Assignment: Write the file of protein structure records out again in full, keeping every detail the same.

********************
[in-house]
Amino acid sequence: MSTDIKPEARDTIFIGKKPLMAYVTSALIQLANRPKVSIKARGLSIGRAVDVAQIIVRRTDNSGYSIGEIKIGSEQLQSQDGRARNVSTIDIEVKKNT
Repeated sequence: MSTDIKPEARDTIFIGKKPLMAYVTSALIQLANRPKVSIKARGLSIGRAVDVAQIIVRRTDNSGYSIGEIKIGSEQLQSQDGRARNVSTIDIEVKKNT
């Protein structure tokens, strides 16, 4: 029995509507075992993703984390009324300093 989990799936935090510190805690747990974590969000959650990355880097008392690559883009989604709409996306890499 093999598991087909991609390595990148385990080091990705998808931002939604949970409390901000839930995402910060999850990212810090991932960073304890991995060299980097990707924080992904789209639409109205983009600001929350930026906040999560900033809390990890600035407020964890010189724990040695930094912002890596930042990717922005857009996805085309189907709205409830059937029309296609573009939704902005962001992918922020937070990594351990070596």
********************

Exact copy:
[in-house]
Amino acid sequence: MSTDIKPEARDTIFIGKKPLMAYVTSALIQLANRPKVSIKARGLSIGRAVDVAQIIVRRTDNSGYSIGEIKIGSEQLQSQDGRARNVSTIDIEVKKNT
Repeated sequence: MSTDIKPEARDTIFIGKKPLMAYVTSALIQLANRPKVSIKARGLSIGRAVDVAQIIVRRTDNSGYSIGEIKIGSEQLQSQDGRARNVSTIDIEVKKNT
């Protein structure tokens, strides 16, 4: 029995509507075992993703984390009324300093 989990799936935090510190805690747990974590969000959650990355880097008392690559883009989604709409996306890499 093999598991087909991609390595990148385990080091990705998808931002939604949970409390901000839930995402910060999850990212810090991932960073304890991995060299980097990707924080992904789209639409109205983009600001929350930026906040999560900033809390990890600035407020964890010189724990040695930094912002890596930042990717922005857009996805085309189907709205409830059937029309296609573009939704902005962001992918922020937070990594351990070596």